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Hillary Clinton's Health: Can Pneumonia Really Occur in Summer?
Hillary Clinton at a rally in Ohio in June, 2016.
Credit: Evan El-Amin | Shutterstock.com

Hillary Clinton's doctor diagnosed the presidential candidate with pneumonia on Friday, according to The New York Times.  

But while the illness may evoke images of cold weather, experts told Live Science that a late summer case of pneumonia is nothing surprising.

Pneumonia, which is characterized by inflammation in the lungs, can be caused by bacteria, a virus or a combination of both, said Dr. Amesh Adalja, an infectious-disease specialist and a senior associate at the University of Pittsburgh Medical Center's Center for Health Security. Adalja has not treated Clinton. [7 Absolutely Horrible Head Infections]

There is some seasonality to many infectious diseases, Adalja told Live Science. For example, certain viruses which can cause pneumonia are more common in summer than they are in winter, Adalja said. Pneumonia can be caused by a number of other things, including fungal infections, parasites or reactions to certain medications.

With any disease, seasonality represents only one common pattern of infection. That means it is possible for a person to get a certain illness outside of that season, he added.

Dr. Len Horovitz, a pulmonologist at Lenox Hill Hospital in New York City, who has not treated Clinton, agreed. Just like there are winter colds and summer colds, caused by different viruses, a person can get pneumonia in the summer or the winter.

Although The New York Times reported that Clinton is currently taking antibiotics for the pneumonia, Horovitz said that he suspected the candidate's pneumonia was caused by a virus, rather than bacteria. Antibiotics would not treat a viral infection, he said.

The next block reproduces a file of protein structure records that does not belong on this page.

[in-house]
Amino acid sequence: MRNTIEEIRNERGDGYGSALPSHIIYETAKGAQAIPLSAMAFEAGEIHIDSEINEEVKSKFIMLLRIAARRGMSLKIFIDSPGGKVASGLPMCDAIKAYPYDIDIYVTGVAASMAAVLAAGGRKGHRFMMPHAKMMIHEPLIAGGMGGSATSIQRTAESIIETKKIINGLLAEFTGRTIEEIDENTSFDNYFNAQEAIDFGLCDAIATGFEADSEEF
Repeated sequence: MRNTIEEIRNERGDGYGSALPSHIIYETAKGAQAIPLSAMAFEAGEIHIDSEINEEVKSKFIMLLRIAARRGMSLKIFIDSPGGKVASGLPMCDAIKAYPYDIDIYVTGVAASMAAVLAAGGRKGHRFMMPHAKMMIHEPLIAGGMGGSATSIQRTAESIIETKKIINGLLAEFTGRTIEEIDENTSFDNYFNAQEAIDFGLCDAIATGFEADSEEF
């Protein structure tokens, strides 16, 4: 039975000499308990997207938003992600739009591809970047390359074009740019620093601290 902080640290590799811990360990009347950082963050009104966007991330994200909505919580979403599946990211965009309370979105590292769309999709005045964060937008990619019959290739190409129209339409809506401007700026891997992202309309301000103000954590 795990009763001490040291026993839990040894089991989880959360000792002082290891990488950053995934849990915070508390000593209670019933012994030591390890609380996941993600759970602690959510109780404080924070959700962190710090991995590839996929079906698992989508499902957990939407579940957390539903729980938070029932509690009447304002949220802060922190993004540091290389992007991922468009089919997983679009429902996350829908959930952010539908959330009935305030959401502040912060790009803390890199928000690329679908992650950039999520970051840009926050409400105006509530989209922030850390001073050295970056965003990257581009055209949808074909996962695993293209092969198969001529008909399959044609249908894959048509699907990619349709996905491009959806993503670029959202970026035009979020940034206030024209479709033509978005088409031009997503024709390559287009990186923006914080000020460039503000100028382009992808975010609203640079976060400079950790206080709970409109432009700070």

When people have bacterial pneumonia, they're a lot sicker than people with viral pneumonia, Horovitz told Live Science. Bacterial pneumonia often requires hospitalization and intravenous antibiotics, Horovitz said.

Still, it's not uncommon for a doctor to start a patient on oral antibiotics, especially when the patient has walking pneumonia, Horovitz said, referring to the type of pneumonia that involves not being stuck in bed. Doctors prescribe antibiotics in case a patient does turn out to have a bacterial infection. Although such infections can be confirmed by testing a person's sputum (a mixture of saliva and mucus) for bacteria that could cause pneumonia, it can take several days for the test results to come back, and by then, a person could be quite ill, he said.

Walking pneumonia is very common, Horovitz said. He noted that in his practice, he sees it all the time. 

Because the illness is not serious, doctors don't need to report it to the Centers for Disease Control and Prevention (CDC), Horovitz said. When the CDC talks about the nation's pneumonia cases and statistics, they're talking about the more serious cases that require a person to be hospitalized, he said.

"There's no obligation to report walking pneumonia [to the health department] any more than you'd have to report a common cold," Horovitz said. The condition is about as contagious as a cold, he added.

Walking pneumonia is like a "chest cold [that's] gone a step further," Horovitz said.

The treatment for a viral version of pneumonia includes staying hydrated, getting rid of mucus from the throat and lungs (by coughing it up, for example) and getting enough sleep, he said.

Originally published on Live Science.